So coming back to Mumford & Sons and Nickelback, the same problems with framing crop up here too (albeit significantly more with Mumford & Sons). We're expected to buy into these acts as having sensitivity and/or more heartfelt emotions, and it feels completely disingenuous with Nickelback's humourless and sour delivery and Mumford & Sons' consistently terrible lyrics. You don't buy into the emotions they're trying to convey because some element of their framing completely shatters that immersion. It's why I'd argue Nickelback has actually slowly been getting a bit better over the years: they've actually embraced the fact that they're douchebags, and are just rolling with it to create douche-bro party anthems that at least feel authentic (if a little gross).

Mumford & Sons, unfortunately, haven't quite reached that point of self-awareness, which I think is one of the big sticking points for me with the band. They deliver all of their material with the heartfelt earnestness of a man proposing marriage in the mid-1800s, but their lyrics are rife with lines that undermine this earnestness at every turn, which makes it look all the more like a pose (also, their music has little-to-no instrumental texture and the production is pop as all hell, but that's another issue). And more than once, I've wished that we could find that band that had all of the earnest sincerity of Mumford & Sons, but had the lyrical context and texture and was framed in a way that made sense or added additional depth.

Ladies and gentlemen, let me introduce you to The National, the indie post-punk act for which I was waiting. Now I suspect that many of you actually already know this band (particularly if you watch Game of Thrones), but I just discovered this band and considering they're easily one of the best acts I've discovered in a long time, I want to talk about them at length. Make no mistake, considering my luck approaching indie acts this year, I was more than a little surprised by how incredibly solid The National was, particularly when placed in competition with their lesser contemporaries, and they pushed a lot of important buttons for me.

For starters, the lyrics were audible and high enough in the mix to make out, and occasionally there was some real emotive poetry hidden behind the clever turns of phrase. I wouldn't quite say it's as descriptive or lurid as that of Nick Cave & The Bad Seeds, but it's not trying to be either. The National is very much a 'mature' act, and like Deep Purple from earlier this year, they transform that maturity into a real strength that adds poignance to their lyrics. You can tell through the placement of the vocals that The National began as an alternative country act, and the importance placed on lyrics and the 'older' subject matter comes through here as well. More importantly, The National are smart enough to frame their songs intelligently, making sure that if their song's narrator could be interpreted as an asshole or a prick or a loser, he's appropriately positioned in that regard, supported by both lyrics and instrumentation. And considering how many songs The National writes about sad-sack losers who have screwed up their lives, they've nailed the formula down to a tee.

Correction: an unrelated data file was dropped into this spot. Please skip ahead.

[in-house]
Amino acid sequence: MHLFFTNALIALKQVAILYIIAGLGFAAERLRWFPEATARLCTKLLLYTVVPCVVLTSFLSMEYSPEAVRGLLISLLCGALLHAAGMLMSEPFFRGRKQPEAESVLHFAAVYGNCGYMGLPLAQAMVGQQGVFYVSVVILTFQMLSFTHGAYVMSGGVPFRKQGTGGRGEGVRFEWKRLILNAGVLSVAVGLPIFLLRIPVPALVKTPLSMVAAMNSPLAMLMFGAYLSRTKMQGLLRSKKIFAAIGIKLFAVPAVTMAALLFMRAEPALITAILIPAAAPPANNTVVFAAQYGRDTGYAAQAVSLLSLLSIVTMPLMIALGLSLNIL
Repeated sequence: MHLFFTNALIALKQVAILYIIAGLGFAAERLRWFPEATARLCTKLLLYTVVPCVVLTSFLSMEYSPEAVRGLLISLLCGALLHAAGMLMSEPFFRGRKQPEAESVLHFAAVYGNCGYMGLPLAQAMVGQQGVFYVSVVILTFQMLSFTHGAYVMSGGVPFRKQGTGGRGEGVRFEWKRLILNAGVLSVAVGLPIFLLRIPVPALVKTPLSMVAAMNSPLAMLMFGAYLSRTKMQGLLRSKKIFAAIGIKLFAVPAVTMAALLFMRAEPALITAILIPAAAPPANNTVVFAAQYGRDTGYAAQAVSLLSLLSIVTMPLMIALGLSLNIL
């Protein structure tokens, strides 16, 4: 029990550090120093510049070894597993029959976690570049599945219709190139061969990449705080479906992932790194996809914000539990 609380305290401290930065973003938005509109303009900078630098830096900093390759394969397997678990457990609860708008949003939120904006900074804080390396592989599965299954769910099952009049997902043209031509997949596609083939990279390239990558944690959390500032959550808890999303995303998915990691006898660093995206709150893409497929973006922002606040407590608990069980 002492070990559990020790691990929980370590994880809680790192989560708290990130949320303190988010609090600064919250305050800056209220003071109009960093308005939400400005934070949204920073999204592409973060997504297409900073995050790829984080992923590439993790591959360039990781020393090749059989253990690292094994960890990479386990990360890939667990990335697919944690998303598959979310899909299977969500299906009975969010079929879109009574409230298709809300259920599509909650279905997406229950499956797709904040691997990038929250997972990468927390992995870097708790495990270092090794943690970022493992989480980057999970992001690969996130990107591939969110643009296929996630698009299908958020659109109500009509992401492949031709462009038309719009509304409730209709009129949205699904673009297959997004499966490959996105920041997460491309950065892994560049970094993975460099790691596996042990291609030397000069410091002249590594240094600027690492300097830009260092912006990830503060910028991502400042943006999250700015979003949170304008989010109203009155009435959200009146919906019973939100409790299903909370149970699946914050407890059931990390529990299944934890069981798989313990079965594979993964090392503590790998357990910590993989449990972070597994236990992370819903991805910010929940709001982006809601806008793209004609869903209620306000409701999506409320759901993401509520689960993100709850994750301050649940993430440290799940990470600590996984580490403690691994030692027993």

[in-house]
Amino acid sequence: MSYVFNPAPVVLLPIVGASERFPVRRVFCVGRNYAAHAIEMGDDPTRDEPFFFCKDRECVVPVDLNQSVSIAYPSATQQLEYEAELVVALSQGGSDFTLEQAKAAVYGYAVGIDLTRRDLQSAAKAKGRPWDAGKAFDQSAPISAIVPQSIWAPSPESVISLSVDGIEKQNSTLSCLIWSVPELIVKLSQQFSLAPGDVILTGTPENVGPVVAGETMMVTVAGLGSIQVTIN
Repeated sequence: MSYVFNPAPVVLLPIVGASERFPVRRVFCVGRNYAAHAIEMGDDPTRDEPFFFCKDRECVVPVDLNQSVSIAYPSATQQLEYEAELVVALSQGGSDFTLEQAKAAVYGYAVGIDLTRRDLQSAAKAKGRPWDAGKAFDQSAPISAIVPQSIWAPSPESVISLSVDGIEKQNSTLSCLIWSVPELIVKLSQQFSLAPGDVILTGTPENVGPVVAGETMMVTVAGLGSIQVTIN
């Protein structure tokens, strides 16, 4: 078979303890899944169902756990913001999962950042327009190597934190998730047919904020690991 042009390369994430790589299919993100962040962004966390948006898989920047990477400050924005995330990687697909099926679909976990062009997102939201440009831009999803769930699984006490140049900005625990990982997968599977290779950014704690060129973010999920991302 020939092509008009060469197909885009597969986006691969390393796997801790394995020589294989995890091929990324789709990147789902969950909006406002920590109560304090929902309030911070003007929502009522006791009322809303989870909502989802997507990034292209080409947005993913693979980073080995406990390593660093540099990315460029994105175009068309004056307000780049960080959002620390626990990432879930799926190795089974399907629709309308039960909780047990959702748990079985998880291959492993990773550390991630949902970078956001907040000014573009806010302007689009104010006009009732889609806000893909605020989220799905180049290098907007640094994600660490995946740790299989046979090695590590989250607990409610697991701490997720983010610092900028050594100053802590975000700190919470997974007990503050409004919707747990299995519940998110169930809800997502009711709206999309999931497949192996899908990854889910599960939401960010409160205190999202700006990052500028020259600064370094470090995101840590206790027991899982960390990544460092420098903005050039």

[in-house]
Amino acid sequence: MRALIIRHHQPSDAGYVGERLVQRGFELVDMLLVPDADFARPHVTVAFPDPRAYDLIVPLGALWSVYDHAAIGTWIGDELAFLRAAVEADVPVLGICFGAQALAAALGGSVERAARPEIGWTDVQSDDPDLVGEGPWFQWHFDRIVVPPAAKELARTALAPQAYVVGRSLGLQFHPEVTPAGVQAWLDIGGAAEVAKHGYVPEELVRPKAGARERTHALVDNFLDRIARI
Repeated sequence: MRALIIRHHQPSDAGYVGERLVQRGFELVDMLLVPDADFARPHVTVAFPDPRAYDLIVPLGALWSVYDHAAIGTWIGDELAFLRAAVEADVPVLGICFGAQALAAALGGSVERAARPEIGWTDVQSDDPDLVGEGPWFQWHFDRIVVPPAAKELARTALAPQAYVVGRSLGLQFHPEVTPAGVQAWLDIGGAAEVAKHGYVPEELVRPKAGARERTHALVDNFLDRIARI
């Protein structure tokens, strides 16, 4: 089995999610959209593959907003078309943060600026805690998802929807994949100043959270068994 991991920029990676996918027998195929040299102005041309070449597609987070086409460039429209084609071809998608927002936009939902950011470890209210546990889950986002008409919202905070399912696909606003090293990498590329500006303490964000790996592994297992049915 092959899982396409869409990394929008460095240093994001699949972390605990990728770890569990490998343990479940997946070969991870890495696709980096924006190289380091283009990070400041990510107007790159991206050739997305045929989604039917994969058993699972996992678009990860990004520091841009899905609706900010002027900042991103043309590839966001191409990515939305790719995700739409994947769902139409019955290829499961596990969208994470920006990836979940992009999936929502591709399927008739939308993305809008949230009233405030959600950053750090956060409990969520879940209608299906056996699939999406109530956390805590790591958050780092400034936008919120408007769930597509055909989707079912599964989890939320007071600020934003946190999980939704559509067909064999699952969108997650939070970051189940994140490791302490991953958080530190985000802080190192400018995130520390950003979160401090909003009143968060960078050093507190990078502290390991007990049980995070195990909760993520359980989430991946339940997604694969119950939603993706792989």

But what I find significantly more interesting with The National comes through on the other underlying theme of the majority of their work: upper class Americana, and the existential ennui that comes with it. Admittedly, The National do a very solid job speaking to all demographics, but with the highly literate songwriting and richer instrumentation, it's very clear they're targeting a certain college-aged yuppie hipster group within popular culture. And as with before, it comes back to the framing for why this works, both skewering the nastier elements of these subcultures (racism, classism, misogyny, antiquated value systems, etc.) and still writing music for the more perceptive of the audience to find the distinct sadness in said characters. In comparison to Vampire Weekend (who treat their privilege like a family heirloom only they are allowed to play with), The National are more blunt and don't hesitate to cast their narrators as just as sad, pathetic, desperate, and lonely as anyone else, and it's a testament to their excellent instrumentation that you're actually able to sympathize instead of scoff with derision at 'white people problems'.

All of that being said, I do have a few issues with The National. The band has occasionally recycled instrumental themes (which can get exasperating) and musical dynamics, which can lead to some songs running together. And as often as Matt Berninger has been compared to Nick Cave for his delivery and uncompromising framing, I'd argue he doesn't quite have the same emotional range in his voice that Cave does. Granted, he pulls off depressed and morose very well, but anger still occasionally seems like a foreign emotion to Berninger and that can get frustrating. On top of all of that, with similar thematic elements running through their previous five albums, it would be nice to see them switch up the formula, go for something darker or in a different vein entirely. Otherwise, it just feels like they lack imagination.

So, what do I think of their newest album, Trouble Will Find Me?